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Food & Nutrition

Expert - View Vegetarianism in pregnancy - yes or no?

Through the history of mankind, a vegetarian lifestyle was a lucid decision of many. Unfortunately, there are still misunderstandings and unjustified fears around vegetarianism. One in particular is the false belief that this kind of food does not provide a sufficient intake of basic food nutrients needed for the normal development of the human body in general, especially in the time of pregnancy, lactation, and adolescence. The purpose of the following essay is to present scientific knowledge gathered over the last twenty years in relation to a vegetarian lifestyle.

Dejan Kupnik, M.D.

Pre-hospital Unit - Centre for Urgent Medicine, Maribor, Slovenia

Pre-hospital Unit - Centre for Urgent Medicine, Maribor, Slovenia


Through the history of mankind, a vegetarian lifestyle was a lucid decision of many. Unfortunately there are still misunderstandings and unjustified fears around vegetarianism. One in particular is the false belief that this kind of food does not provide a sufficient intake of basic food nutrients needed for the normal development of the human body in general, especially in the time of pregnancy, lactation and adolescence. The purpose of the following essay is to present scientific knowledge gathered over the last twenty years in relation to a vegetarian lifestyle.

The time before pregnancy

A healthy and balanced nutritional intake by the mother-to-be prepares her body for the conception and development of a new human being. It is good for her to establish an optimal body weight because the body's normal energy balance works best when the body weight is in the range of 10 percent above or below the optimal body weight. It is also good not to use oral contraceptives some months before planned conception because it can disturb the normal processing of various vitamins and minerals in the mother's body. The following principles should also be observed:

  • Drinking alcohol depletes the body of thiamine (B1 vitamin), B6 and folic acid
  • Drugs used against epilepsy lower the storages of vitamins D, K and folic acid
  • Lipid-lowering drugs also lower the storages of vitamins A, D, E, K and the mineral iron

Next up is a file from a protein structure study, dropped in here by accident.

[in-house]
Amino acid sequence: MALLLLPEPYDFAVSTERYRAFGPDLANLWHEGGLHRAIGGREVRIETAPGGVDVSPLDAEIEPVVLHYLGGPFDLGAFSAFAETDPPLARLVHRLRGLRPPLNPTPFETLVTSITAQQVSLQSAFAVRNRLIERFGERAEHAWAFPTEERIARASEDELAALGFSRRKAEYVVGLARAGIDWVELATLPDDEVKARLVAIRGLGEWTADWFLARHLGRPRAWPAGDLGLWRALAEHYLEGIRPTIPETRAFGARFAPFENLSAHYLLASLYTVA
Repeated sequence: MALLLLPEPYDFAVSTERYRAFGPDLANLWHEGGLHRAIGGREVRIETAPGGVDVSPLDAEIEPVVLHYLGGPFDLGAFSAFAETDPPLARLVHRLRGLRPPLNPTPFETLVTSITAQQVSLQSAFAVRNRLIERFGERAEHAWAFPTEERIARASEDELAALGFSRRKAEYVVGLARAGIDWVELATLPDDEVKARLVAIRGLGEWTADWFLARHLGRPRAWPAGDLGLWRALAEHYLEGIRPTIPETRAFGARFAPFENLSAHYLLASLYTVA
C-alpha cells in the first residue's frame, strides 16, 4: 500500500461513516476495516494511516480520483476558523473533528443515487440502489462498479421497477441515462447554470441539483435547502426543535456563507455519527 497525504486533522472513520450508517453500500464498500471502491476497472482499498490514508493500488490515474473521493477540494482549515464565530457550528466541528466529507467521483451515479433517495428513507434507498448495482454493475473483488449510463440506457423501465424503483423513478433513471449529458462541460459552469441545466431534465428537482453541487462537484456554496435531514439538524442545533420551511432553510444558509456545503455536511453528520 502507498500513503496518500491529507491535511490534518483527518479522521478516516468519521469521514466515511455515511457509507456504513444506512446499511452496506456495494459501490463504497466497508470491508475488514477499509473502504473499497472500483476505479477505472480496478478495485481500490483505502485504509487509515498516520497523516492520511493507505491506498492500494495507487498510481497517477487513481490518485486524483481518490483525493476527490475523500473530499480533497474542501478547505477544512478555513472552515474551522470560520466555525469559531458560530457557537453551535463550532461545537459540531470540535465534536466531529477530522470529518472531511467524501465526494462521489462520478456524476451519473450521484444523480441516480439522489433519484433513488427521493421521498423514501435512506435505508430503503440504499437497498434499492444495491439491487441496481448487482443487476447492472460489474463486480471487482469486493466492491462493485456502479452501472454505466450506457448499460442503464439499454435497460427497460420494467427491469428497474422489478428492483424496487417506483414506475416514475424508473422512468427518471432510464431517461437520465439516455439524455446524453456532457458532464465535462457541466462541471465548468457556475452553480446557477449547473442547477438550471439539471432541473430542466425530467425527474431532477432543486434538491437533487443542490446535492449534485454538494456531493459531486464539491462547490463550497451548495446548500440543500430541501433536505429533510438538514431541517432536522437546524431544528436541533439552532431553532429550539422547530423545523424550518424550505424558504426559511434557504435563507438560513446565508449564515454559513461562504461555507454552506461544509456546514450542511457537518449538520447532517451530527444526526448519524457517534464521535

• Corticosteroids lower the body contents of vitamin D, calcium, zinc and kalium
  • Diuretics lower levels of kalium and zinc
  • Tuberculostatic can cause insufficiency of B6 vitamin
  • Oral contraceptives and estrogens are in connection with vitamins B6, B12 and folic acid depletion.

Alcohol, black coffee and other caffeine containing drinks should be excluded from every-day drinking habits because they weaken the absorption of some vital nutrients which are found in food.

A pregnant woman encounters increased needs for proteins, carbohydrates, fats, vitamins (especially folic acid), minerals (especially iron) and dietary fibres. If her diet is well planned and balanced she and her future baby will not be lacking any nutrients.


Proteins are not just an energy source. They are essential in cell division and growth, growth of body tissues, enzyme production and so on. A sufficient amount of proteins is assured with diets containing milk products, pulses, cereals, seeds and nuts.

A combination of these kinds of food eaten over various meals in one day is the best way to give the body what it needs. Proteins from plant sources (beans, soya, peas, and cereals) contain sufficient amounts of all essential amino acids which are the basic constituents of proteins. A future mother should also drink at least a half to one litre of milk per day. With that she will receive lots of calcium and proteins. It is also important to consider that the body of a younger pregnant woman (aging 18 or less) will need even more essential nutrients because her body is still in development.